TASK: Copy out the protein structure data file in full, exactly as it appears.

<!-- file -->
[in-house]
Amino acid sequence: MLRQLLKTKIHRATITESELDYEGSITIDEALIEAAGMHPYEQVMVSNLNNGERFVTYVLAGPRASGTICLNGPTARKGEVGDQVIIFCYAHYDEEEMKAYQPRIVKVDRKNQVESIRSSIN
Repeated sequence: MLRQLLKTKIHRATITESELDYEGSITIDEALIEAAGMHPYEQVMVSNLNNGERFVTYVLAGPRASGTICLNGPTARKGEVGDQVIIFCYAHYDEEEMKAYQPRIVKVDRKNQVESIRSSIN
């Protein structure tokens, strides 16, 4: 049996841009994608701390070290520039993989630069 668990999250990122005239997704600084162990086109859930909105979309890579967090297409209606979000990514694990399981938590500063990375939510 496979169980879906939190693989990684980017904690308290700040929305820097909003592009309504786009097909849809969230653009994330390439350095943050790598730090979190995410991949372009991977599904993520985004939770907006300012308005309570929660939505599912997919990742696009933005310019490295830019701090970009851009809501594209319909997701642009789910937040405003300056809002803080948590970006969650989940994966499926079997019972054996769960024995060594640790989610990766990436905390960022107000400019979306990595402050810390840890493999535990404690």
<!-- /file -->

[in-house]
Amino acid sequence: MLRQLLKTKIHRATITESELDYEGSITIDEALIEAAGMHPYEQVMVSNLNNGERFVTYVLAGPRASGTICLNGPTARKGEVGDQVIIFCYAHYDEEEMKAYQPRIVKVDRKNQVESIRSSIN
Repeated sequence: MLRQLLKTKIHRATITESELDYEGSITIDEALIEAAGMHPYEQVMVSNLNNGERFVTYVLAGPRASGTICLNGPTARKGEVGDQVIIFCYAHYDEEEMKAYQPRIVKVDRKNQVESIRSSIN
């Protein structure tokens, strides 16, 4: 049996841009994608701390070290520039993989630069 668990999250990122005239997704600084162990086109859930909105979309890579967090297409209606979000990514694990399981938590500063990375939510 496979169980879906939190693989990684980017904690308290700040929305820097909003592009309504786009097909849809969230653009994330390439350095943050790598730090979190995410991949372009991977599904993520985004939770907006300012308005309570929660939505599912997919990742696009933005310019490295830019701090970009851009809501594209319909997701642009789910937040405003300056809002803080948590970006969650989940994966499926079997019972054996769960024995060594640790989610990766990436905390960022107000400019979306990595402050810390840890493999535990404690």